Words of Wisdom:

"to rid yourself of desire to be empty to attain enlightment" - Gautam


  • Date Submitted: 01/14/2011 05:57 AM
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CONCORD, also agreement. In GRAMMAR, the relationship between units in such matters as number, person, and gender: ‘They did the work themselves’ (number and person concord between they and themselves); ‘He did the work himself’ (number, person, and gender concord between he and him). Lack of standard concord occurs in sentences like The books is on the table and I says do it but he don't do it. Although ungrammatical in the standard language, such usage is consistent with the requirements of concord within some non-standard varieties.
Number and person concord
In standard English, number concord is most apparent between a singular or PLURAL subject and its verb in the third person of the simple present tense: That book seems interesting (singular: book agreeing with seems) and Those books seem interesting (plural: books agreeing with seem). The verb be involves concord for the first person singular (I am, etc.) and uniquely among English verbs has different forms for singular and plural in the past (was, were). Number concord, requiring that two related units should both be singular or both be plural, can involve complements and objects: That animal is an elk, Those animals are elks, I consider him a spoilsport, I consider them spoilsports. Both number and person concord are involved in the use of pronouns and possessives, as in ‘I hurt myself’ and ‘My friends said they were coming in their car’.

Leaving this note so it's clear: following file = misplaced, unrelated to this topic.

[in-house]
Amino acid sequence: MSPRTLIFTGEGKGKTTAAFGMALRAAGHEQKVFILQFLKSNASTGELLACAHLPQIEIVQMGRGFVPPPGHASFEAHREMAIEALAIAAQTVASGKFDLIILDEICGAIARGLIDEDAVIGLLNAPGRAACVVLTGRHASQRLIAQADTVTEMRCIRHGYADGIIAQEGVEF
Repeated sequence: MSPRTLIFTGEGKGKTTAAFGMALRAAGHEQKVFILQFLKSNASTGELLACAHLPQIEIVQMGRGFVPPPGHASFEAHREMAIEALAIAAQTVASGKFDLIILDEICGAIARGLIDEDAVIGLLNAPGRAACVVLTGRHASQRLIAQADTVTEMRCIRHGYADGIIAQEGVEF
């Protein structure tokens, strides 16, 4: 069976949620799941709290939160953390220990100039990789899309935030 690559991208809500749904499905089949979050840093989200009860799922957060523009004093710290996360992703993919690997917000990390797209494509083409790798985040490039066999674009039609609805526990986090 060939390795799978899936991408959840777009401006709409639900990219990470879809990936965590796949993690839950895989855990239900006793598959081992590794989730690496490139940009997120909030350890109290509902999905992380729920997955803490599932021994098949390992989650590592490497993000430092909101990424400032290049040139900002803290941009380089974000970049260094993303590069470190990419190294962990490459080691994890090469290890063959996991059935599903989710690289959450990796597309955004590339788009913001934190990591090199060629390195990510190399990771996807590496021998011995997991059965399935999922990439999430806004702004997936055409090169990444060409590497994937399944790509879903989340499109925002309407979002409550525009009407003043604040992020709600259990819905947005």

Singular THEY
Controversy surrounds the use of they as a third-person singular pronoun, in defiance of number concord. It is common after indefinite pronouns: If someone puts themselves forward in showbiz, they should be prepared for exposure if they err (Observer, 18 Dec. 1988). The practice is popular as a way of avoiding the alleged sexism of the traditional use of masculine pronouns and the awkwardness that often attends he or she phrases. It has a long history: ‘Here nobody hangs or drowns themselves’ ( Horace Walpole, 18c). It can occur where a masculine or...


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